On Transition, pt. 2 (and Earliest Trans Memories, pt. 6): My Complicated Relationship w/ My Voice

Look! I added a subtitle to my already-cumbersome blog post naming-scheme. Woo!

As of today, I’m about 4.5 months into transition. More people than I can number know that I’m trans at this point, and more people have been told than I know. With only a couple notable exceptions, the response to this has been overwhelming in its positivity. Would that I had started all this sooner, but then, that’s pretty much how that story always goes, huh?

Honestly, transition has actually been pretty fun so far. The changes that just 4.5 months of hormones can have on a person are frankly shocking, but in the best way possible–every day is literally an exciting new adventure. I look 10 years younger, my skin is infinitely better, my mood and self-motivation are off the chart…

And yes, the boobs. Boobs!


In all of this excitement, however, there are still two things that cause me pretty regular dysphoria. Well, three if you include that ever-shrinking thing between my legs, though I can at least hide that. What I have a harder time hiding? My beard and my voice.

In the case of the former, I can at least theoretically get laser once I can afford it (soon, I hope). Voice, however, cannot be so easily corrected.

Most people who are new to trans issues aren’t aware of how hormones affect the voice, and assume that anyone who starts cross-hormone therapy will naturally “gain” the voice of the gender they are transitioning to. Unfortunately, this is only true for transmasculine individuals, and apparently even that is not a universal fact. That is because testosterone causes the vocal folds (chords) to grow and lengthen during male puberty. This is why boys’ voices drop and crack during this time.

Unfortunately for transwomen, this process is irreversible: once these parts of the vocal tract change in dimension, they remain there. Therefore, transwomen’s voices do not change through hormone therapy alone.

Now, surgery does exist to “shorten” the vocal chords (a speech pathologist would never put it that way, but it helps those of us who don’t specialize in this study), but personally, the idea of that terrifies me. For one, you run the risk of losing your voice completely, or permanently damaging it. For another, I can’t even afford a ~$200 groupon for six session of laser for my face. If I ever have the money for one of the vaunted “trans surgeries”, I can’t imagine choosing voice feminization.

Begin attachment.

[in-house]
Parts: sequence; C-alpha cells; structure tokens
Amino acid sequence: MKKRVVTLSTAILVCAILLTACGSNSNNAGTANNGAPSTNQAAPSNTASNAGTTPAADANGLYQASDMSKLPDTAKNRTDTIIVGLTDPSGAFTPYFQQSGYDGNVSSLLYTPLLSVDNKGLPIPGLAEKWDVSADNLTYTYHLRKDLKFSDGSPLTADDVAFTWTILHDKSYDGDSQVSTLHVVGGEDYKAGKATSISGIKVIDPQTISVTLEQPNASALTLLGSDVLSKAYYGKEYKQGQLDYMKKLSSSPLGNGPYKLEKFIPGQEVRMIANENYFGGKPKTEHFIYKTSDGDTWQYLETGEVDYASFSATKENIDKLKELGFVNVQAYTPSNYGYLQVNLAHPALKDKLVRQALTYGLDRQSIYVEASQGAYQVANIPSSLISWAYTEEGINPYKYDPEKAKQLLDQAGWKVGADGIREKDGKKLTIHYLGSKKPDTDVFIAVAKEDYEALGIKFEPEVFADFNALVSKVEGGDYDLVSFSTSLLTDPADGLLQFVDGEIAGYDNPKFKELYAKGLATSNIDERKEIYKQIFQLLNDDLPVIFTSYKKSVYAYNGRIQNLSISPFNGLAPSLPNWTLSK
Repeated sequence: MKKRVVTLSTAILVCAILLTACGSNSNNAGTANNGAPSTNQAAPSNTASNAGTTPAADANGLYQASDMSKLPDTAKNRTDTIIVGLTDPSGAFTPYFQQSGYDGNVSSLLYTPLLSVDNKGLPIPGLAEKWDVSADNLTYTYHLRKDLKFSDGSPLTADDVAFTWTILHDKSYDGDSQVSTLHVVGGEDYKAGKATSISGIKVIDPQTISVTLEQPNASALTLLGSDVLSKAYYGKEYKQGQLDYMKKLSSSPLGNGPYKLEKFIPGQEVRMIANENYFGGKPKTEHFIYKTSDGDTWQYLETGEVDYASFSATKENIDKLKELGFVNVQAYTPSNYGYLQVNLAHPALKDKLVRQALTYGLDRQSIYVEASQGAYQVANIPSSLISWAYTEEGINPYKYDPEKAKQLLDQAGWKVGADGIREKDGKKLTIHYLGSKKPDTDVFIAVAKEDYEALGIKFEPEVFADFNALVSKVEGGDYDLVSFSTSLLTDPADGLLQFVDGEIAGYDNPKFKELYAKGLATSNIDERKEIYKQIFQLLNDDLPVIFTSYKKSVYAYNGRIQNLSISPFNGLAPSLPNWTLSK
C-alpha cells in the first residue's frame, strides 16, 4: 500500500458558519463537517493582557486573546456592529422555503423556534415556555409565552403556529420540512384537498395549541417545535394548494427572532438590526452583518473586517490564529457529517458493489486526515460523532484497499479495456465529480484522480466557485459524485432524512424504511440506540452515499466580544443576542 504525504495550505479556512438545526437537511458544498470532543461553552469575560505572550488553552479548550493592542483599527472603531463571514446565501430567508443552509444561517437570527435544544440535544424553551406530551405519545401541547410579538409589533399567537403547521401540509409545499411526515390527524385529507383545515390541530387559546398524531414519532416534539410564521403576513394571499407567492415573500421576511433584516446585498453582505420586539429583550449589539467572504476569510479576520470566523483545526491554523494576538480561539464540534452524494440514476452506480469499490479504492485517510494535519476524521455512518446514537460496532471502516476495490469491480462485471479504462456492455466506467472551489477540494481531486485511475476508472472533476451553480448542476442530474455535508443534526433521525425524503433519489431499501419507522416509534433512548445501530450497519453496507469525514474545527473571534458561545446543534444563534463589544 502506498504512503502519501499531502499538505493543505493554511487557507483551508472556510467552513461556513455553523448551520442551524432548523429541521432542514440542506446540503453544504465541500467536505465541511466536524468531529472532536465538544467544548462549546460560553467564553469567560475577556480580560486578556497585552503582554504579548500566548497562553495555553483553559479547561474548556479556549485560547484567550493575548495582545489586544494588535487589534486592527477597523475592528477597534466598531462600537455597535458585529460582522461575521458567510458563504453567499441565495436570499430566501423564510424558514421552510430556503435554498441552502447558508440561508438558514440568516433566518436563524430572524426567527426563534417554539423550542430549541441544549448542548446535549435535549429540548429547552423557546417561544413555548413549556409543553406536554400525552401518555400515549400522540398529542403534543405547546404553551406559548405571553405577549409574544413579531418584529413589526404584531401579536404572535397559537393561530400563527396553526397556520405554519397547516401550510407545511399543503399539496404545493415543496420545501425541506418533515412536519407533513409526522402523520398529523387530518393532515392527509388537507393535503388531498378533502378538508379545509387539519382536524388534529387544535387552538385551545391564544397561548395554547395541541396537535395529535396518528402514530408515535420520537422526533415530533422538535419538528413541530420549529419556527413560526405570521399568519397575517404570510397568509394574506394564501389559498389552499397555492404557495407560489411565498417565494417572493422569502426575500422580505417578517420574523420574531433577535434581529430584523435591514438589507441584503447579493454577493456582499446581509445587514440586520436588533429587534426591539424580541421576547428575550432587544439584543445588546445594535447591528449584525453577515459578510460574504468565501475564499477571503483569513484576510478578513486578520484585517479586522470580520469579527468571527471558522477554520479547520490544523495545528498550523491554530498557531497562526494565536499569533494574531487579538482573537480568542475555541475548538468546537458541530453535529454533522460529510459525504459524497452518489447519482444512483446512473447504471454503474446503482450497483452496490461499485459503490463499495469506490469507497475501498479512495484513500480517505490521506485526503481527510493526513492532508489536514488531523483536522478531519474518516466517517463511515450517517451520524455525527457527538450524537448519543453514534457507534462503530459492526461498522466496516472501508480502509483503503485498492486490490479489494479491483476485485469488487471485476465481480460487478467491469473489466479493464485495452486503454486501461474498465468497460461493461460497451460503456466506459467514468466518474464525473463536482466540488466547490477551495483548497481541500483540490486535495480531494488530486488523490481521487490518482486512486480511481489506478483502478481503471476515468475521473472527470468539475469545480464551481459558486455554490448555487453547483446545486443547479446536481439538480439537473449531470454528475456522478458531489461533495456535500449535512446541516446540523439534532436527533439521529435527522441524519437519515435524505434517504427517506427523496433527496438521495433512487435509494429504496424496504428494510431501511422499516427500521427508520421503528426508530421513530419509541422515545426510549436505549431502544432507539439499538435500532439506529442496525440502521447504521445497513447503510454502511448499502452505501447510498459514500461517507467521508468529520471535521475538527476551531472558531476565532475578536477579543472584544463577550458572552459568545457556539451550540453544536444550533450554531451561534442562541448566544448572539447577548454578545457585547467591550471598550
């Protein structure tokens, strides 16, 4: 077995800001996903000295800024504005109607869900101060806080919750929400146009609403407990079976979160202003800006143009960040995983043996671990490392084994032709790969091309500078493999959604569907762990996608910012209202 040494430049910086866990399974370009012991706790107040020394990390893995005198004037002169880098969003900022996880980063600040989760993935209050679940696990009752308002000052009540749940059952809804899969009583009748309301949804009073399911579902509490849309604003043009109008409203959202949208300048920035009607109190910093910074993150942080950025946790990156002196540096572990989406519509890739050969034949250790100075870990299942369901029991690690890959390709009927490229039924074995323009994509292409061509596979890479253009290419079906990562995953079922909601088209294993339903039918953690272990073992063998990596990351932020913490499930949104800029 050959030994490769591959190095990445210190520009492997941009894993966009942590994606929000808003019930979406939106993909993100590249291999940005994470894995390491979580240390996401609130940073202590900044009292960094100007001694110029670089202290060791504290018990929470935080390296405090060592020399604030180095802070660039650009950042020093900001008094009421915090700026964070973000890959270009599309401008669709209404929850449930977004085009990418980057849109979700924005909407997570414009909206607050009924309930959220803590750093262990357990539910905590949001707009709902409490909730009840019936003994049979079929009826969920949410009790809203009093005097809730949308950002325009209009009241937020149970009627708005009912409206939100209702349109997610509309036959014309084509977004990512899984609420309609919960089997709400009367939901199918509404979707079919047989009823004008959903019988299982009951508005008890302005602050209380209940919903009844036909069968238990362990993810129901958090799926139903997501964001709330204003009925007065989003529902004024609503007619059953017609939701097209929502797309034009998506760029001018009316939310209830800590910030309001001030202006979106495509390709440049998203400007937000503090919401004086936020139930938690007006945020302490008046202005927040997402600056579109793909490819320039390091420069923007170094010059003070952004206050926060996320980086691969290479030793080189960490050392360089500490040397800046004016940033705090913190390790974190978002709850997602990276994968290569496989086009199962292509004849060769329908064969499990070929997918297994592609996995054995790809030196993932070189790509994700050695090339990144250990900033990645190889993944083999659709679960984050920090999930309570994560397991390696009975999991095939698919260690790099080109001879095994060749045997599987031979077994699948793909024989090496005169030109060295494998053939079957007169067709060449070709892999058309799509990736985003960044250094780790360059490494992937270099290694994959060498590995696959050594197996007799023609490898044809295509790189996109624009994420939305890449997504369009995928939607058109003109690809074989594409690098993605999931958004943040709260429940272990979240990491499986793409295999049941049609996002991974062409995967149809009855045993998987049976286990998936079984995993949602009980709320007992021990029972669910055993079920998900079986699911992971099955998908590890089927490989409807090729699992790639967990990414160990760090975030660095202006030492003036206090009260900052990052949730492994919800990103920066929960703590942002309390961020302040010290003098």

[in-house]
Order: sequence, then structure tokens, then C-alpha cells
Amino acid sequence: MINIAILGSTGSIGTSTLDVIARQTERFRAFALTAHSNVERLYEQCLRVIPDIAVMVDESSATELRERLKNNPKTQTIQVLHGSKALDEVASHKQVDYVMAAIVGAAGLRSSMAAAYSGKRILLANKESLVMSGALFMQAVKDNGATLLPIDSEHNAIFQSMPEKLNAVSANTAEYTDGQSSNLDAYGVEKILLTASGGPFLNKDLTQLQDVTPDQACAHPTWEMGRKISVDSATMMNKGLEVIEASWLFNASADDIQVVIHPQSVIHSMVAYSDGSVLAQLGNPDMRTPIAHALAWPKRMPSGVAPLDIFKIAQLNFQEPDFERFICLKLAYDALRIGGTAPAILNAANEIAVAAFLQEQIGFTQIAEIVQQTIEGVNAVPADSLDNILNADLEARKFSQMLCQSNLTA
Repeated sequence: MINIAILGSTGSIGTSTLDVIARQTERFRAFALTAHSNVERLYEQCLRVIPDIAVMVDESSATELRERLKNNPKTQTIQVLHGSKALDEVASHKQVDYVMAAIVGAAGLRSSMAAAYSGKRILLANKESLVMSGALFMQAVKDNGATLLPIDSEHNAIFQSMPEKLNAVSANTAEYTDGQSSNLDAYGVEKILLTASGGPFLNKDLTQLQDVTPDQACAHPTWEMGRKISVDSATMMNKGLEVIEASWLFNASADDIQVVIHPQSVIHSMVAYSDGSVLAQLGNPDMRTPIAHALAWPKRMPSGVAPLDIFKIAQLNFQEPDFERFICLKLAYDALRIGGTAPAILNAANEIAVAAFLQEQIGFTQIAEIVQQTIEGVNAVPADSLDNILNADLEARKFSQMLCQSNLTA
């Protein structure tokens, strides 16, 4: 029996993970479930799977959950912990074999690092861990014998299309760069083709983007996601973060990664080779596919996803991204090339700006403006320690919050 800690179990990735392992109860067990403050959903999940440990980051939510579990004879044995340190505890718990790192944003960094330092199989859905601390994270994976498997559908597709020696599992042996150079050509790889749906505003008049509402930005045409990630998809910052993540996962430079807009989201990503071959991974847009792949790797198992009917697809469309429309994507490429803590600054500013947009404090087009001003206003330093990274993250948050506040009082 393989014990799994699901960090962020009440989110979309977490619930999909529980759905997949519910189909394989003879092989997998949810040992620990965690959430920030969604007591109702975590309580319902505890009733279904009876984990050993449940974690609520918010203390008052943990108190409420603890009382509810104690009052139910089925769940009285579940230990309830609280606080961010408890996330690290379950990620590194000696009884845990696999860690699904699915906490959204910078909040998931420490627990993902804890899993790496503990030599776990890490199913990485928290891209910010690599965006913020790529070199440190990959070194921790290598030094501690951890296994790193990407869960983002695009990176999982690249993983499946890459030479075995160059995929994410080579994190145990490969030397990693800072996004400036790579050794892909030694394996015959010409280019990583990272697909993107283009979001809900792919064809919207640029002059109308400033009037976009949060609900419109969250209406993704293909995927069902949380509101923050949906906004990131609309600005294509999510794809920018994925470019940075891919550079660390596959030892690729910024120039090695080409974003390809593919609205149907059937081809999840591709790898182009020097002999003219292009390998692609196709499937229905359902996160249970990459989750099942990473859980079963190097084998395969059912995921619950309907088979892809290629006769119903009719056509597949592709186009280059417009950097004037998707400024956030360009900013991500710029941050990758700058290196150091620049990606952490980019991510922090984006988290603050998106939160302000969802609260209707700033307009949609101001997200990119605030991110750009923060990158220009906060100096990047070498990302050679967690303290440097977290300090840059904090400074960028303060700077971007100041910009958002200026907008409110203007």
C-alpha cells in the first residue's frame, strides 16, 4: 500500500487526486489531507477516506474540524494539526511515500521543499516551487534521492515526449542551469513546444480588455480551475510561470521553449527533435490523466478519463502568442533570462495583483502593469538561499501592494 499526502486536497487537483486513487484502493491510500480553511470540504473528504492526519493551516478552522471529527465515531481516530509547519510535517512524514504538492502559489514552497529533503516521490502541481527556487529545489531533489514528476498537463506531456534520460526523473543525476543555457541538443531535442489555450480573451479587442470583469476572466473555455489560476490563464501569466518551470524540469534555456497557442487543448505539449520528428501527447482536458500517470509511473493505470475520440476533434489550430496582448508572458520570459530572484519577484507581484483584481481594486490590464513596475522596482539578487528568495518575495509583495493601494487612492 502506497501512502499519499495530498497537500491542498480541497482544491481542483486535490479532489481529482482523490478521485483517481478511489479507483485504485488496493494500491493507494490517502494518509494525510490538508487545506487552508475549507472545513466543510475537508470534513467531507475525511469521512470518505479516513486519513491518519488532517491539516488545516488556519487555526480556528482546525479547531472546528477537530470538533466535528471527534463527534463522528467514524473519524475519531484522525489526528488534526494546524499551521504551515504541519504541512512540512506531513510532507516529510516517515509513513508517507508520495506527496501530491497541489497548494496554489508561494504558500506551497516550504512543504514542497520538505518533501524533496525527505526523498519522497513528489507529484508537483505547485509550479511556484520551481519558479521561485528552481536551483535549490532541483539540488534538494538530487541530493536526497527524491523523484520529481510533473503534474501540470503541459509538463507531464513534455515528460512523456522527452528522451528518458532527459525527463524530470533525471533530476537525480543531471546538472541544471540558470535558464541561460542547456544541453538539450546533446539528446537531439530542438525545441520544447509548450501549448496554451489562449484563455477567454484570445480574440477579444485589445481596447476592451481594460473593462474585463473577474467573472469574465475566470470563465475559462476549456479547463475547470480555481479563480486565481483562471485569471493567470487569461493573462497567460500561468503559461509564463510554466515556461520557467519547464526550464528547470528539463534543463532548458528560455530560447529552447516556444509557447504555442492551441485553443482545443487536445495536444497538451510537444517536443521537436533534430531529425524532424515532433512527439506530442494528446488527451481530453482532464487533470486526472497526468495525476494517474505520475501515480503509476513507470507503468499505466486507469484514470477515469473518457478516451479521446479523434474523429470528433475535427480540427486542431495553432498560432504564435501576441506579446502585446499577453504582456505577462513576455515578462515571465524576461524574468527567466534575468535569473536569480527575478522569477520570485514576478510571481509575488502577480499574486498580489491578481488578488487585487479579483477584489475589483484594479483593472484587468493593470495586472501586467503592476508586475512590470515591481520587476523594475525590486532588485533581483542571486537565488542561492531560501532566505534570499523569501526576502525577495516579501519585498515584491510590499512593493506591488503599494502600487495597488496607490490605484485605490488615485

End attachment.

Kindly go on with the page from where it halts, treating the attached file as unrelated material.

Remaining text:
Fortunately, another option does exist: voice training.

Yes, through sheer force of will (and it has to be sheer), those of us who have already gone through male puberty can actually have a completely female-sounding voice. Proof of this can be seen in the following video, where a fellow transwoman demonstrates the difference between her old “male” and her current female voices:

This is one of the most common stressors for transfemme individuals, because it requires an inordinate amount of research and self-study on how human voice is “created”, as well as constant (c o n s t a n t) practice. It requires speaking in what feels like a very “fake” voice, recording yourself, and collapsing under the self-hatred of listening to near-infinite recordings of yourself.

Fortunately, none of this is completely foreign to me. When I was in high school, I (more-or-less concurrently) practiced both feminizing and masculinizing my voice. What can I say? Trans puberty is freaking weird.

I dunno, let’s start with my on-again, off-again relationship with voice feminization.